Sure, viral fads like the Sea Shanty Challenge are fun at the moment. But will anyone remember them in 35 years the way we remember the Bishop Knife Game? Whether you saw James Cameron’s beloved sci-fi sequel, Aliens, when it premiered in theaters on July 18, 1986, or during its long, long afterlife on VHS, DVD, cable and streaming, you’ve almost certainly tried to replicate the breakout scene where Lance Henriksen’s android officer shows off his skill and dexterity with a blade, using poor Private Hudson (Bill Paxton) as a guinea pig.
If you’re having trouble mastering those moves, allow Bishop himself to take you to church. “Everywhere I go, a waiter will come up and hand me a knife,” Henriksen tells Yahoo Entertainment with a wry chuckle about the legacy of his alter ego’s signature trick. “Or some total stranger from across the room pulls a switchblade and says, ‘Try it with this one!’ That’s part of the allure of being an actor — you’re going to make contact with the rest of the world.”
Whereas Bishop’s imitators have hours, days and weeks to sharpen their knife skills, Henriksen says that he and Paxton — who died in 2017 — were only given two takes. Cameron had been shooting the sequel in England, where Ridley Scott and returning star Sigourney Weaver made the original Alien eight years earlier, and both actors were nearing the end of their tour of duty. “We were ready to fly back from London to L.A., and we had to go to the studio the morning of the flight,” Henriksen recalls, adding that they perhaps weren’t in fighting shape that day. “We had partied that night saying goodbye to England!”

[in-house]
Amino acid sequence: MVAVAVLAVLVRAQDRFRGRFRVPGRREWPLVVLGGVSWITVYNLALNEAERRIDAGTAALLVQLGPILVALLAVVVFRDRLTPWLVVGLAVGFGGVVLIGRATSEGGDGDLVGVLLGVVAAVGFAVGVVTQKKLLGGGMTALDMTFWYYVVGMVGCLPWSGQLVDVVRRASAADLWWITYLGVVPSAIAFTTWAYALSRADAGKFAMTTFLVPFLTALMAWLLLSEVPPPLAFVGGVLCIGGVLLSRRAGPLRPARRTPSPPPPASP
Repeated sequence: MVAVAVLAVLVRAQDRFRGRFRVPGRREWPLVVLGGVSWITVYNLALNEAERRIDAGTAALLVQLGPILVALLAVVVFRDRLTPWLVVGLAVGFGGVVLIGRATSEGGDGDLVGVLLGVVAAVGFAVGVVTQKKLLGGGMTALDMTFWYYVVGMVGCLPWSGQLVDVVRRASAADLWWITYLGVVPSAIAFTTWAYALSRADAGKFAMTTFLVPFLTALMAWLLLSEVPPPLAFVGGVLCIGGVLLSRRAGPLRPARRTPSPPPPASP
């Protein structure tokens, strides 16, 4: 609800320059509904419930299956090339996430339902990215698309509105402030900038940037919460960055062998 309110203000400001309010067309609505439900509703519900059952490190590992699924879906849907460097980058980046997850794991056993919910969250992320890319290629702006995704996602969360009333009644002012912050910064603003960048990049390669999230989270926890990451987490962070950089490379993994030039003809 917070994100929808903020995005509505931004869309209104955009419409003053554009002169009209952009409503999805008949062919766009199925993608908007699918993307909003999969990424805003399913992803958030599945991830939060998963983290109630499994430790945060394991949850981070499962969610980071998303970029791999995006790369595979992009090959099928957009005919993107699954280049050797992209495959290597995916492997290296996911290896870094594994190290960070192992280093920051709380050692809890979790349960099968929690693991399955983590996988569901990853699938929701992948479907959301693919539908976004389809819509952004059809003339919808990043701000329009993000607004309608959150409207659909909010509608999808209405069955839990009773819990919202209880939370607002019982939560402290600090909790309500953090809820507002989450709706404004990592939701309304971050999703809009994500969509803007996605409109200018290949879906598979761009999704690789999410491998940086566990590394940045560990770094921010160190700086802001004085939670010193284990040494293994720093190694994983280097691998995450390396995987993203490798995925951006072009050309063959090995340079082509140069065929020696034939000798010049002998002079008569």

That may account for what happened next. While the duo’s first take of the knife trick went near-flawlessly, Cameron asked for another round — and that’s when it was game over, man for Paxton. “I gave Bill a blood blister; he moved his pinkie into the line of fire, and I pinched it,” Henriksen admits now. “I didn’t even cut a hole in [his finger], and he was acting like I stabbed him with an ice pick! It was pretty funny actually…I felt about it… but not really.”
Henriksen had his own painful moments on the Aliens set. During the big climax that pits Weaver’s Ellen Ripley against a Xenomorph queen, Bishop is severed at the waist and his innards are exposed for the remainder of the movie. “I don’t know how you act getting ripped apart,” Henriksen jokes, likening Bishop’s traumatic injury to a bad case of indigestion. “You kind of run out of gas is what happens!”
Six years after Aliens, Henriksen reprised the role of Bishop for David Fincher’s ill-fated debut feature, Alien 3 — a movie that debuted to mixed reviews but has gained esteem over the ensuing decades. (It’s also responsible for one of the franchise’s most popular memes.) In a bold move, Fincher opened the third installment by killing off all of the survivors of the previous movie, save for Ripley. It’s a decision that Cameron himself questioned in a 2019 conversation with Yahoo Entertainment.
“You fight so hard for these people to survive, and then you go to the next movie and … they’re all dead,” the director said at the time. “You can only hit the audience in the face with a 2×4 so many times before they kind of detach emotionally. I consider that to be a brilliant failure.”
Aliens, on the other hand, remains a major success story 35 years after its theatrical debut. Along with The Empire Strikes Back and Cameron’s own Terminator 2: Judgement Day, it’s frequently held up as an example for how a sequel can equal, and maybe even surpass, the original. Not that Cameron thinks he outdid what Scott achieved with Alien. “I loved the Sigourney character, Ripley, I loved the setting, the tone [and] I loved the alien,” the director said in 2019. “I was just a fanboy trying to make a movie kind of like that one.”
— Video produced by Jen Kucsak and edited by John Santo
Aliens is currently streaming on Hulu and Prime Video
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